Hazrat Mirza Ghulam Ahmad Sahib of
Correction of an Error [Ek Ghalti ka Izala]
by Hazrat Mirza Ghulam Ahmad
> Important Documents that Appeared After this
Book ['Ek Ghalati ka Izala'] was Printed on
5th November, 1901
Books Section > by Hazrat Mirza Ghulam Ahmad Sahib of Qadian > A Correction of an Error [Ek Ghalti ka Izala] by Hazrat Mirza Ghulam Ahmad Sahib > Important Documents that Appeared After this Book ['Ek Ghalati ka Izala'] was Printed on 5th November, 1901
Documents that Appeared After this Book ['Ek Ghalati ka
Izala'] was Printed on 5th November,
It is asserted by some that in his pamphlet entitled Ayk Ghalati Ka Izala (Correction of an Error), published in November 1901, Hazrat Mirza Ghulam Ahmad announced that he was indeed a prophet and that his previous denials of making such a claim were in error and should now be disregarded. Historically, it so happened that when Correction of an Error was published, one or two opponents of Hazrat Mirza accused him of claiming to be a prophet in this booklet. However, he and his followers denied this allegation forthwith. Therefore the issue of whether he claimed to be a prophet in this booklet was settled very clearly at the very time of its publication.
This letter should be answered in detail so that our beliefs are conveyed to him. (Newspaper Al-Hakam, 30 November 1901, p. 2)
In obedience to this instruction, the Maulana wrote a letter to Hafiz Muhammad Yusuf which was also published in the Ahmadiyya communitys paper Al-Hakam. The editor added the following introductory note:
Below we reproduce an invaluable letter by Maulana Sayyid Muhammad Ahsan of Amroha which, although written by him as a reply to a postcard from Muhammad Yusuf of Amritsar, is in fact a subtle exposition of that pamphlet which Hazrat Aqdas [Hazrat Mirza] published under the title Ayk Ghalati Ka Izala. The points of truth and knowledge contained in this letter need no advertisement from us -- the name scholar of Amroha is sufficient. But we would say that in this letter the scholarly gentleman is speaking with support of the Holy Spirit. ... (Al-Hakam, 24 November 1901, p. 9)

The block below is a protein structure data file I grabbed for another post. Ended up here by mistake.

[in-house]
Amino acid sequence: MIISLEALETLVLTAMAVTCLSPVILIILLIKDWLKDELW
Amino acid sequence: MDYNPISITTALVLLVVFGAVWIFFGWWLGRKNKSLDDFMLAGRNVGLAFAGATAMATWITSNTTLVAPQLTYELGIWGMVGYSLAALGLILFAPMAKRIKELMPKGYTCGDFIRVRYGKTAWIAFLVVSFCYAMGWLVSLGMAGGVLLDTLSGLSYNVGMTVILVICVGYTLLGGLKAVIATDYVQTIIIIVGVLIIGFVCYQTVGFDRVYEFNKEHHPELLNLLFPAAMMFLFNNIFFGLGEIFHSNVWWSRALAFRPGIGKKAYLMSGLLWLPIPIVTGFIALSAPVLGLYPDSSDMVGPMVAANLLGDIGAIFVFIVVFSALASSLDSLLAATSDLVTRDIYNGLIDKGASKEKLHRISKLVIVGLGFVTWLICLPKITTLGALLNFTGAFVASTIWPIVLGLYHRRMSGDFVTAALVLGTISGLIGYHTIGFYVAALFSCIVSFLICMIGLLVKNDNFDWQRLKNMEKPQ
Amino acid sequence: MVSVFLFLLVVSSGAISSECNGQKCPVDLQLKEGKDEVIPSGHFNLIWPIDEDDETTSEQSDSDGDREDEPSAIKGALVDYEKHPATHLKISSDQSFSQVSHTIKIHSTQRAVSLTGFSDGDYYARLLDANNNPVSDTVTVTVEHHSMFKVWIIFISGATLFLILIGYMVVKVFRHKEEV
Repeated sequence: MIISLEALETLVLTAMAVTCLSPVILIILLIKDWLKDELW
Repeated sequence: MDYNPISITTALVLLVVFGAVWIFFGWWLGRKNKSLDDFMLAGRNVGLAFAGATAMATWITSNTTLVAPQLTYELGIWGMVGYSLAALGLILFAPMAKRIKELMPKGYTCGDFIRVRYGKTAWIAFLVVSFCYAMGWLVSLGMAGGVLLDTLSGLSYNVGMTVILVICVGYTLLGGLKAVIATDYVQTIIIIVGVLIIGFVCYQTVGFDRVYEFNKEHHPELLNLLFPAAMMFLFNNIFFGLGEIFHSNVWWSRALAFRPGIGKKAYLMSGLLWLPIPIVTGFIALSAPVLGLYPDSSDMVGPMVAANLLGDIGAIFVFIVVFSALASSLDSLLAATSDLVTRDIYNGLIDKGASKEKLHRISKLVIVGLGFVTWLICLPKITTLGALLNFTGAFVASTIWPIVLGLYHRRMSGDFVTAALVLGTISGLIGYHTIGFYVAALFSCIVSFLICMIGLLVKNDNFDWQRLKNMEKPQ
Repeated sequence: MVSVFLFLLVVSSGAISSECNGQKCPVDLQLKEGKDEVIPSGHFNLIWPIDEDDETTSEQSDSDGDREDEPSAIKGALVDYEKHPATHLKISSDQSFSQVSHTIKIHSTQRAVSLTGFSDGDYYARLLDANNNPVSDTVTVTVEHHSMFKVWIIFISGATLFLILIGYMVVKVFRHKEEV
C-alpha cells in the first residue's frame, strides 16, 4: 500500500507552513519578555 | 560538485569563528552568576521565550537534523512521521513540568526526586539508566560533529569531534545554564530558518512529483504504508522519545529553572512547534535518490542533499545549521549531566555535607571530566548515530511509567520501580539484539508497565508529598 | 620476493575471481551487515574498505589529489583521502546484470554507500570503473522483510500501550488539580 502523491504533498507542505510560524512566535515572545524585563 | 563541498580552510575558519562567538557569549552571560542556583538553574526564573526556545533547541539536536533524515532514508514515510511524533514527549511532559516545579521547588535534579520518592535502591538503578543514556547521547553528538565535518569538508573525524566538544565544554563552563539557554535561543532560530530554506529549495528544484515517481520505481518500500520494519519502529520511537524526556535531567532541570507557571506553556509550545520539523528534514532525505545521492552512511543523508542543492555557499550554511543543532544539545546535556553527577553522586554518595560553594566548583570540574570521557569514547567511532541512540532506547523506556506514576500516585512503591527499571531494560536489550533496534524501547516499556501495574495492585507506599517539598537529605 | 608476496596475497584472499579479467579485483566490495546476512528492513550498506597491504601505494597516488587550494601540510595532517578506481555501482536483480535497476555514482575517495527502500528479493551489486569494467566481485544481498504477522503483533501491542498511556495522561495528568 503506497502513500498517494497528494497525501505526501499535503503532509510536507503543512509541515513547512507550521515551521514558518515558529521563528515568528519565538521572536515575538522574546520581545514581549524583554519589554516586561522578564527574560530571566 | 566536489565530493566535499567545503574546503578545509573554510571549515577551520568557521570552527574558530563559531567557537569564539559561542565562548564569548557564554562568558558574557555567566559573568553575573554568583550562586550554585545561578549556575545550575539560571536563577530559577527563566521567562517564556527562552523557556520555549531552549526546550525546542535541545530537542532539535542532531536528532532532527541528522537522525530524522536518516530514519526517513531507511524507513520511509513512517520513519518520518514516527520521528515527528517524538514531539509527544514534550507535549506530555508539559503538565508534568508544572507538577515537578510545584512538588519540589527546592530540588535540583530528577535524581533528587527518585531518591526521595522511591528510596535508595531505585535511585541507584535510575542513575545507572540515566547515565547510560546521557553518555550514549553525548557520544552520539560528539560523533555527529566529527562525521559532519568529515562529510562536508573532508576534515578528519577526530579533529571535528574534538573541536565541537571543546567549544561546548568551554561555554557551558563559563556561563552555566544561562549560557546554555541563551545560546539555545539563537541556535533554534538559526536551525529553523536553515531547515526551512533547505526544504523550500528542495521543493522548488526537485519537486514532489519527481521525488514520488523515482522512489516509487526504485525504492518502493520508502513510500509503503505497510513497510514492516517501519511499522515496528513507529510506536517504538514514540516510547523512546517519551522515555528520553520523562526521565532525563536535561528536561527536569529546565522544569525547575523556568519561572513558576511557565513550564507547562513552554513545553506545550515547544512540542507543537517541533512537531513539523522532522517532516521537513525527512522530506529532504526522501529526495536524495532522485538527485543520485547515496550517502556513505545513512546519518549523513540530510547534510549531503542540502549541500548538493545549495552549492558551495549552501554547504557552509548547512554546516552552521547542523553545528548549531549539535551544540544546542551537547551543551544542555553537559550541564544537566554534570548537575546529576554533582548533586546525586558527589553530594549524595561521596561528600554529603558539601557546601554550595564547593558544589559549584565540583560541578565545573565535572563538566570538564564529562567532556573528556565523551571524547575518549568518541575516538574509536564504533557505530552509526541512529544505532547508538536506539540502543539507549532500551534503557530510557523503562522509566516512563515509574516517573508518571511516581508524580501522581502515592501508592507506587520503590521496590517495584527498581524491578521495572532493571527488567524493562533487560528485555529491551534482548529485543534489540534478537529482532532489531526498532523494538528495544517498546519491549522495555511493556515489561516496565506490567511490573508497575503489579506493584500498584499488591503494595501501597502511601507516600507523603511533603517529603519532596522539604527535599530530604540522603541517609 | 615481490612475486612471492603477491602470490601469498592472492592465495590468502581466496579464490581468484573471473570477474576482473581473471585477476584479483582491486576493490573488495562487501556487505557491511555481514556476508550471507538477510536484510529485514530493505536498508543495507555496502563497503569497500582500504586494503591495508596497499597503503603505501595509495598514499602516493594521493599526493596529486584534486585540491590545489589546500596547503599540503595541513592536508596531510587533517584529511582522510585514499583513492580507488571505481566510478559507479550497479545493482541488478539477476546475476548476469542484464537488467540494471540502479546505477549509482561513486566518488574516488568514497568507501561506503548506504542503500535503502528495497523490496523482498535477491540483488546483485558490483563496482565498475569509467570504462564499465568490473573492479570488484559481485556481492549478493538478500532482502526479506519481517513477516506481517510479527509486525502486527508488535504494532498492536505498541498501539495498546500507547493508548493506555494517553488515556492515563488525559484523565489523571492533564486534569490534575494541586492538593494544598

The letter, published under the title Raqimat al-Wudud, is as follows:
Sir, the pamphlet with reference to which you say that Mirza sahib has claimed prophethood in it, that very pamphlet contains the following texts in which this claim is clearly and explicitly denied. It is to be regretted that you neither understood the claim itself nor the denial. The texts are as follows:
Afterwards, Husain Bakhsh, who is familiar with the history of Hazrat Mirza, asked me if he had advanced a new claim. I told him that there was no new claim. The claims were the same as in the beginning. He said that he had heard that, in a recent poster, a claim to prophethood had clearly been made. I told him that he could see the poster, which did not contain anything of the sort. Therefore, upon his request, Mian Muhammad Yusuf brought the poster entitled Ayk Ghalati Ka Izala from his home and read it out seriously and thoughtfully, which made a deep impression upon the audience. He could not understand the issue of burooz. Sometimes he would call it re-incarnation, and sometimes he would say that Mirza sahib will in future lay claim to divinity, as Shams Tabriz and Mansur had done. I tried my best to make him understand this point, and quoted parallels from the lives of Hazrat Mujaddid of Sirhind and Sayyid Ahmad Barelvi, etc.
I say that in no lexicon does the word tahdees convey the meaning of disclosing the unseen.
In Tauzih Maram, published 1891, he had written:
The muhaddas ... has the honour of being spoken to by God. Matters of the unseen are disclosed to him. His revelation, like that of prophets and messengers, is protected from the interference of the devil. The real essence of the Shariah is disclosed to him. He is appointed just like the prophets, and, like them, it is his duty to proclaim himself openly. His denier is, to some extent, liable to Divine punishment.
There is no contradiction in the above two passages. In the first, he is referring to the literal or root meaning of muhaddas. In terms of its root meaning as a word of the Arabic language, it does not convey the significance of news of the unseen being revealed, but merely news of something. In the passage from Tauzih Maram, he is explaining the technical meaning of muhaddas from Hadith and Islamic Shariah, which is that of a person spoken to by God, though not being a prophet. To the end of his life, Hazrat Mirza Ghulam Ahmad claimed to be a muhaddas in terms of this technical meaning, and no more. In this pamphlet, he has not denied being just a muhaddas, but has only stated that the root sense of muhaddas is not sufficient to convey his status.
About the year 1914, when Maulana Nur-ud-Din was head of the Ahmadiyya Movement, some non-Ahmadis raised this particular objection. At this, one Hafiz Raushan Ali, a well-known scholar in the Ahmadiyya Movement, wrote a reply which was much liked by Maulana Nur-ud-Din and published in the magazine Tashhiz al-Azhan. Given below is the relevant extract from that magazine:
Objection: In Tauzih Maram you call yourself a muhaddas and say that a muhaddas too is a prophet in one sense. But now in this poster you write that my title cannot be muhaddas because in no lexicon does the word tahdees convey the meaning of disclosing the unseen.
This magazine was edited by Mirza Bashir-ud-Din Mahmud Ahmad, and the issue cited above dates from a few months after the split in the Ahmadiyya Movement, when he had become head of the Qadian Section.